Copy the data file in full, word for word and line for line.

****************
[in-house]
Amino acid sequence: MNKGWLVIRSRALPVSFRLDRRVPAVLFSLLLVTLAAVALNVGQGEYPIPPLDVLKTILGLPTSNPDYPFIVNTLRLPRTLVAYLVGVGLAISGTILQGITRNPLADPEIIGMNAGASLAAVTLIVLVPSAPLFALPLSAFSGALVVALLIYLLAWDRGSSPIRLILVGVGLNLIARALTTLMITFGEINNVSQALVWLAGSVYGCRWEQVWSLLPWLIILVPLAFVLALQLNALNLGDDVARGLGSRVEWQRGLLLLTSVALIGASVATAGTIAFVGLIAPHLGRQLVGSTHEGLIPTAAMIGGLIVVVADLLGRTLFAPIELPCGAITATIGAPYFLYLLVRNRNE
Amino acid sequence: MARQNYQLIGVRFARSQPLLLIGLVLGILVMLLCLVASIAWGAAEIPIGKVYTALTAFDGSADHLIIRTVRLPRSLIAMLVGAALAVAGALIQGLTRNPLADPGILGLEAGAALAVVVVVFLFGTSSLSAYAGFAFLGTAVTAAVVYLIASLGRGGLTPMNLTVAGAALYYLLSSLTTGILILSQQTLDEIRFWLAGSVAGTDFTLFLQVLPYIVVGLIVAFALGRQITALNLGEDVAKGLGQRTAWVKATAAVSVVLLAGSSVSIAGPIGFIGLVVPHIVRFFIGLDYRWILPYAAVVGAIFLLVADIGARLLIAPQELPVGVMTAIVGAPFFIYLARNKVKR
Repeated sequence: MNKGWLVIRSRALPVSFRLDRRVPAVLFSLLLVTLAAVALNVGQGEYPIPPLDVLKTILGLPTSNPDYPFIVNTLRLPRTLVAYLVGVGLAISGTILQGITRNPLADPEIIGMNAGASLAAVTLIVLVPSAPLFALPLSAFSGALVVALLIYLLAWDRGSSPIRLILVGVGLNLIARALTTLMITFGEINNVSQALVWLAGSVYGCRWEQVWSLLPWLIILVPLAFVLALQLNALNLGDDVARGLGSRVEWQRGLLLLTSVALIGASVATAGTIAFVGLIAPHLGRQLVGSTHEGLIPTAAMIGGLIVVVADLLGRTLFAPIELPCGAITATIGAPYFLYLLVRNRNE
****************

[in-house]
Amino acid sequence: MNKGWLVIRSRALPVSFRLDRRVPAVLFSLLLVTLAAVALNVGQGEYPIPPLDVLKTILGLPTSNPDYPFIVNTLRLPRTLVAYLVGVGLAISGTILQGITRNPLADPEIIGMNAGASLAAVTLIVLVPSAPLFALPLSAFSGALVVALLIYLLAWDRGSSPIRLILVGVGLNLIARALTTLMITFGEINNVSQALVWLAGSVYGCRWEQVWSLLPWLIILVPLAFVLALQLNALNLGDDVARGLGSRVEWQRGLLLLTSVALIGASVATAGTIAFVGLIAPHLGRQLVGSTHEGLIPTAAMIGGLIVVVADLLGRTLFAPIELPCGAITATIGAPYFLYLLVRNRNE
Amino acid sequence: MARQNYQLIGVRFARSQPLLLIGLVLGILVMLLCLVASIAWGAAEIPIGKVYTALTAFDGSADHLIIRTVRLPRSLIAMLVGAALAVAGALIQGLTRNPLADPGILGLEAGAALAVVVVVFLFGTSSLSAYAGFAFLGTAVTAAVVYLIASLGRGGLTPMNLTVAGAALYYLLSSLTTGILILSQQTLDEIRFWLAGSVAGTDFTLFLQVLPYIVVGLIVAFALGRQITALNLGEDVAKGLGQRTAWVKATAAVSVVLLAGSSVSIAGPIGFIGLVVPHIVRFFIGLDYRWILPYAAVVGAIFLLVADIGARLLIAPQELPVGVMTAIVGAPFFIYLARNKVKR
Repeated sequence: MNKGWLVIRSRALPVSFRLDRRVPAVLFSLLLVTLAAVALNVGQGEYPIPPLDVLKTILGLPTSNPDYPFIVNTLRLPRTLVAYLVGVGLAISGTILQGITRNPLADPEIIGMNAGASLAAVTLIVLVPSAPLFALPLSAFSGALVVALLIYLLAWDRGSSPIRLILVGVGLNLIARALTTLMITFGEINNVSQALVWLAGSVYGCRWEQVWSLLPWLIILVPLAFVLALQLNALNLGDDVARGLGSRVEWQRGLLLLTSVALIGASVATAGTIAFVGLIAPHLGRQLVGSTHEGLIPTAAMIGGLIVVVADLLGRTLFAPIELPCGAITATIGAPYFLYLLVRNRNE